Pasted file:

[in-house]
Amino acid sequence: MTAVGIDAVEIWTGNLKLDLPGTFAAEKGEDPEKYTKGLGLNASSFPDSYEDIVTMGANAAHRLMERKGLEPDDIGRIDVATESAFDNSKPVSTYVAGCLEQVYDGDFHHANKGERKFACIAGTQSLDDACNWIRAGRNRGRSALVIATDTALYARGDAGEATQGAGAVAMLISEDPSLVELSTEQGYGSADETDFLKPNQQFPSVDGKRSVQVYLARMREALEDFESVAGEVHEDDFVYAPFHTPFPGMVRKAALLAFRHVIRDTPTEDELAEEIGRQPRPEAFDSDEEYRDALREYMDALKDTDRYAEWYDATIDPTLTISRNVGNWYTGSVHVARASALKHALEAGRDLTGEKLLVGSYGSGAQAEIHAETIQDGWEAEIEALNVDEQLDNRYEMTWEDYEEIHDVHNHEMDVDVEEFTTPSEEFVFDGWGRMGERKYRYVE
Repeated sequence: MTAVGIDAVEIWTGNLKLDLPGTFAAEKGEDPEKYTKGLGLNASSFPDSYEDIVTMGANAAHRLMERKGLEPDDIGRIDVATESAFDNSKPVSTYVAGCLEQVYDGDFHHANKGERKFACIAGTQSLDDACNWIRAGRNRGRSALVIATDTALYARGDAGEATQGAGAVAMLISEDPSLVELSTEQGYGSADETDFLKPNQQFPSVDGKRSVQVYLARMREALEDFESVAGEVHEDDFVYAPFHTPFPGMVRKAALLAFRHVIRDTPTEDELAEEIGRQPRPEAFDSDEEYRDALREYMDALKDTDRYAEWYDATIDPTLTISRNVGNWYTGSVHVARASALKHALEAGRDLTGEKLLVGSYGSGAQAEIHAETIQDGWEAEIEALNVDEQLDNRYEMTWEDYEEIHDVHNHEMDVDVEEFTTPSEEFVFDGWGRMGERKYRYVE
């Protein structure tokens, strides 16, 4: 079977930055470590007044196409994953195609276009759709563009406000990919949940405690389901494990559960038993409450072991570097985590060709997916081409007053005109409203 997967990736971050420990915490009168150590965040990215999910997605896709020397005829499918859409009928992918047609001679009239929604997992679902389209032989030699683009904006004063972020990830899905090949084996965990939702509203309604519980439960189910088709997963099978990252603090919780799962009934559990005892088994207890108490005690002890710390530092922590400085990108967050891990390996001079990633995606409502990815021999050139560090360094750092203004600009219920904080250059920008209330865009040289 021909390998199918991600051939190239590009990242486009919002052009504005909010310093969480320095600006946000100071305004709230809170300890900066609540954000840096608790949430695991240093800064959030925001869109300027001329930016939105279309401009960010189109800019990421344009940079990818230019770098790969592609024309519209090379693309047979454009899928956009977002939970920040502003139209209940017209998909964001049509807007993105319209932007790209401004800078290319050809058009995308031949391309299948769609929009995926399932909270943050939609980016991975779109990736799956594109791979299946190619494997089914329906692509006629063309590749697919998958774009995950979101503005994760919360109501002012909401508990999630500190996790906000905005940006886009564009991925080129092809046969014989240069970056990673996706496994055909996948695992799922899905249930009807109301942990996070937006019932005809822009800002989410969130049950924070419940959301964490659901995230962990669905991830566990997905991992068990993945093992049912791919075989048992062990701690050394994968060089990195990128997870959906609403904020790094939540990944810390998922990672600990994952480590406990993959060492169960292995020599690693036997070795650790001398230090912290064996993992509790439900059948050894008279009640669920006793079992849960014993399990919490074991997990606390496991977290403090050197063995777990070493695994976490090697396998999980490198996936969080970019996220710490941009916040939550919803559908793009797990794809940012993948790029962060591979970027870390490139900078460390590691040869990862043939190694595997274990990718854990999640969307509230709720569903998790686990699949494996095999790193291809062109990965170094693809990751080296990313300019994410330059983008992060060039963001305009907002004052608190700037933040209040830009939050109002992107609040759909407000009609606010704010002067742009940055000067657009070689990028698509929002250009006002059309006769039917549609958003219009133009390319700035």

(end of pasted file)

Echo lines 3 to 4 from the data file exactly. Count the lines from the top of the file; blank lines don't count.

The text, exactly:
Repeated sequence: MTAVGIDAVEIWTGNLKLDLPGTFAAEKGEDPEKYTKGLGLNASSFPDSYEDIVTMGANAAHRLMERKGLEPDDIGRIDVATESAFDNSKPVSTYVAGCLEQVYDGDFHHANKGERKFACIAGTQSLDDACNWIRAGRNRGRSALVIATDTALYARGDAGEATQGAGAVAMLISEDPSLVELSTEQGYGSADETDFLKPNQQFPSVDGKRSVQVYLARMREALEDFESVAGEVHEDDFVYAPFHTPFPGMVRKAALLAFRHVIRDTPTEDELAEEIGRQPRPEAFDSDEEYRDALREYMDALKDTDRYAEWYDATIDPTLTISRNVGNWYTGSVHVARASALKHALEAGRDLTGEKLLVGSYGSGAQAEIHAETIQDGWEAEIEALNVDEQLDNRYEMTWEDYEEIHDVHNHEMDVDVEEFTTPSEEFVFDGWGRMGERKYRYVE
């Protein structure tokens, strides 16, 4: 079977930055470590007044196409994953195609276009759709563009406000990919949940405690389901494990559960038993409450072991570097985590060709997916081409007053005109409203 997967990736971050420990915490009168150590965040990215999910997605896709020397005829499918859409009928992918047609001679009239929604997992679902389209032989030699683009904006004063972020990830899905090949084996965990939702509203309604519980439960189910088709997963099978990252603090919780799962009934559990005892088994207890108490005690002890710390530092922590400085990108967050891990390996001079990633995606409502990815021999050139560090360094750092203004600009219920904080250059920008209330865009040289 021909390998199918991600051939190239590009990242486009919002052009504005909010310093969480320095600006946000100071305004709230809170300890900066609540954000840096608790949430695991240093800064959030925001869109300027001329930016939105279309401009960010189109800019990421344009940079990818230019770098790969592609024309519209090379693309047979454009899928956009977002939970920040502003139209209940017209998909964001049509807007993105319209932007790209401004800078290319050809058009995308031949391309299948769609929009995926399932909270943050939609980016991975779109990736799956594109791979299946190619494997089914329906692509006629063309590749697919998958774009995950979101503005994760919360109501002012909401508990999630500190996790906000905005940006886009564009991925080129092809046969014989240069970056990673996706496994055909996948695992799922899905249930009807109301942990996070937006019932005809822009800002989410969130049950924070419940959301964490659901995230962990669905991830566990997905991992068990993945093992049912791919075989048992062990701690050394994968060089990195990128997870959906609403904020790094939540990944810390998922990672600990994952480590406990993959060492169960292995020599690693036997070795650790001398230090912290064996993992509790439900059948050894008279009640669920006793079992849960014993399990919490074991997990606390496991977290403090050197063995777990070493695994976490090697396998999980490198996936969080970019996220710490941009916040939550919803559908793009797990794809940012993948790029962060591979970027870390490139900078460390590691040869990862043939190694595997274990990718854990999640969307509230709720569903998790686990699949494996095999790193291809062109990965170094693809990751080296990313300019994410330059983008992060060039963001305009907002004052608190700037933040209040830009939050109002992107609040759909407000009609606010704010002067742009940055000067657009070689990028698509929002250009006002059309006769039917549609958003219009133009390319700035």